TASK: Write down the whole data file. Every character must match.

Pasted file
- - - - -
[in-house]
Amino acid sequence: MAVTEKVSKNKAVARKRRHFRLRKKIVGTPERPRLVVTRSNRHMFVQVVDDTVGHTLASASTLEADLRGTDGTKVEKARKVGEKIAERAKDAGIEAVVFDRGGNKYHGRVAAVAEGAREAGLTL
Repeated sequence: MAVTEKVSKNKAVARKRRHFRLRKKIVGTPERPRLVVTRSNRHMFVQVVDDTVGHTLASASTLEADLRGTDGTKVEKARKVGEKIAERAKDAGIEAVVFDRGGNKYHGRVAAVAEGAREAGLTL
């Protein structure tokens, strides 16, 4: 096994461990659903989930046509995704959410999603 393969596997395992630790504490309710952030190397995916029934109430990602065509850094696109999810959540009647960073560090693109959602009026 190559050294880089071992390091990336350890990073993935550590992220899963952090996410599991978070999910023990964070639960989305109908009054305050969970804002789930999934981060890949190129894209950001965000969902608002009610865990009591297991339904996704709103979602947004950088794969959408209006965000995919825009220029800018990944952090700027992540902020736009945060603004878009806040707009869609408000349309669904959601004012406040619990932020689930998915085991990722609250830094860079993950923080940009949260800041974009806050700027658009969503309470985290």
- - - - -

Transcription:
[in-house]
Amino acid sequence: MAVTEKVSKNKAVARKRRHFRLRKKIVGTPERPRLVVTRSNRHMFVQVVDDTVGHTLASASTLEADLRGTDGTKVEKARKVGEKIAERAKDAGIEAVVFDRGGNKYHGRVAAVAEGAREAGLTL
Repeated sequence: MAVTEKVSKNKAVARKRRHFRLRKKIVGTPERPRLVVTRSNRHMFVQVVDDTVGHTLASASTLEADLRGTDGTKVEKARKVGEKIAERAKDAGIEAVVFDRGGNKYHGRVAAVAEGAREAGLTL
């Protein structure tokens, strides 16, 4: 096994461990659903989930046509995704959410999603 393969596997395992630790504490309710952030190397995916029934109430990602065509850094696109999810959540009647960073560090693109959602009026 190559050294880089071992390091990336350890990073993935550590992220899963952090996410599991978070999910023990964070639960989305109908009054305050969970804002789930999934981060890949190129894209950001965000969902608002009610865990009591297991339904996704709103979602947004950088794969959408209006965000995919825009220029800018990944952090700027992540902020736009945060603004878009806040707009869609408000349309669904959601004012406040619990932020689930998915085991990722609250830094860079993950923080940009949260800041974009806050700027658009969503309470985290």